To understand the workings of a submarine, we first need tounderstand the principle based on which it functions.
Buoyancy, which is also referred to as buoyant force, is theforce that acts upon any object that is submerged/immersed in water. Buoyancyis a vector, which means that it is expressed by magnitude, unit and direction.The SI unit of buoyancy is Newton Symbol: N.
This force is a result of the difference in pressure ofdifferent sides of the object. The pressure exerted at the bottom of the objectis greater than the top, because pressure exerted is directly proportional todepth(pressure increases, depth increases.) The bottom force(stronger) pushes the object up, while thetop force(weaker) pushed the object down. Since the force is stronger at thebottom, the net force is in the upward direction. Thus, buoyancy is referred toas an ‘upthrust force’. Archimedes’ principle: The Archimedes’ principle states that the buoyant forceexerted on an object is the same as the weight of the fluid that it displaces.
Therefore, a paper boat floats, because the mass is the sameas(equal to) the water it displaces and an iron nail sinks because the waterdisplaced is not the same as the mass of the iron nail. A submarine functions basedon this principle. A submarine is able to floaton water because the weight of water that it displaces, is the same as thevolume of the submarine. This process creates the buoyant force that wediscussed about earlier. This force acts in the opposite direction to gravity.
Unlike most watercraft machines, a submarine can control the buoyant force actingon it, with the help of its parts. To help control the buoyancy,which will help it float or sink deeper at its will, the submarine has partscalled ‘ballast tanks’ and ‘trim tanks’. The ballast tanks are filled with airwhen afloat, to make the density of it less that the surrounding water. As weall know, less dense objects float on top of more dense objects. When the submarinegoes deeper, the air is removed, and these tanks are filled with water. This makesthe density of the submarine greater than water, enabling it to sink and godeeper in water.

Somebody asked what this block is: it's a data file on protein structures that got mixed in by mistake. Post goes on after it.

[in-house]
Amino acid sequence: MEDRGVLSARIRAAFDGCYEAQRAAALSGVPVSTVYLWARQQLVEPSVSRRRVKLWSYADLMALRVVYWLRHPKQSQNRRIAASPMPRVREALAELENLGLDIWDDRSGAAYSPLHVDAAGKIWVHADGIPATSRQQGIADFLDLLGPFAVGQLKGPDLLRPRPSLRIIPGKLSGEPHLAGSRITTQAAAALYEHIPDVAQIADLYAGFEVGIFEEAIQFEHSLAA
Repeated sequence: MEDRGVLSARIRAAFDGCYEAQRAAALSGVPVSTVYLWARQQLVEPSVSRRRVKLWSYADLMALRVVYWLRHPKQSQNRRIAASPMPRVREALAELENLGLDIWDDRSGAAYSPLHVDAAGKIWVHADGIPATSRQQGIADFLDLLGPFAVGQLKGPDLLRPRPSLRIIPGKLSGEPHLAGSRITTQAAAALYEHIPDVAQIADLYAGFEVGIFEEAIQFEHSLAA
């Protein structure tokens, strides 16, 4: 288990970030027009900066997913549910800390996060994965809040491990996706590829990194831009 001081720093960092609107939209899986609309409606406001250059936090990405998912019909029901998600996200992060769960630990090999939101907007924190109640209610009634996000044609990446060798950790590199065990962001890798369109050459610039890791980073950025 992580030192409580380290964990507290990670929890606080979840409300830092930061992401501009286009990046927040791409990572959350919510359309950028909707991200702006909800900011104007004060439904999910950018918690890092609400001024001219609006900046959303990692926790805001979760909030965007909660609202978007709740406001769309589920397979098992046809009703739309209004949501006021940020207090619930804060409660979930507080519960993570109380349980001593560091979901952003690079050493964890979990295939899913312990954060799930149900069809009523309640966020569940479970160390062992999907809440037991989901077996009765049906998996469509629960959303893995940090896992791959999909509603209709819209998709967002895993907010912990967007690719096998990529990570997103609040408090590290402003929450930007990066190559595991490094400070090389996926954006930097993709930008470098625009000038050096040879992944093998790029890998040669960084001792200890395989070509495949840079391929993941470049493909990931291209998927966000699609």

This is called negative buoyancy. In all submarines, there iscompressed air, usually in air flasks for the ballast tanks. Additionally, hydroplanes area crucial part of the submarine. They are like short wings, which help to anglethe direction that the submarine is moving in. They are usually angled upward,so the submarine is angled downward. The angle of the hydroplane is inverselyrelated to the angle of the submarine.(Hydroplane angled up, submarine angleddown.
) In emergency situations, these tanks can also be filled quickly to takethe submarine to the surface very fast. Now we are going to discussthe role of the trim tanks. In order for the submarine to remain at a certainlevel/depth under water, it uses these tanks. The submarine balances the airand water in the trim tanks, until the density of the submarine is the sameas(equal to the density of the water in its vicinity).
This is called neutralbuoyancy. The hydroplanes are also levelled, so that the submarine doesn’t continueto move at a downward angle and is stable. Finally, when the submarineneed to resurface, the compressed air carried in the air tanks is released intothe ballast tanks and water is forced out, to decrease the density of submarinein comparison to the water.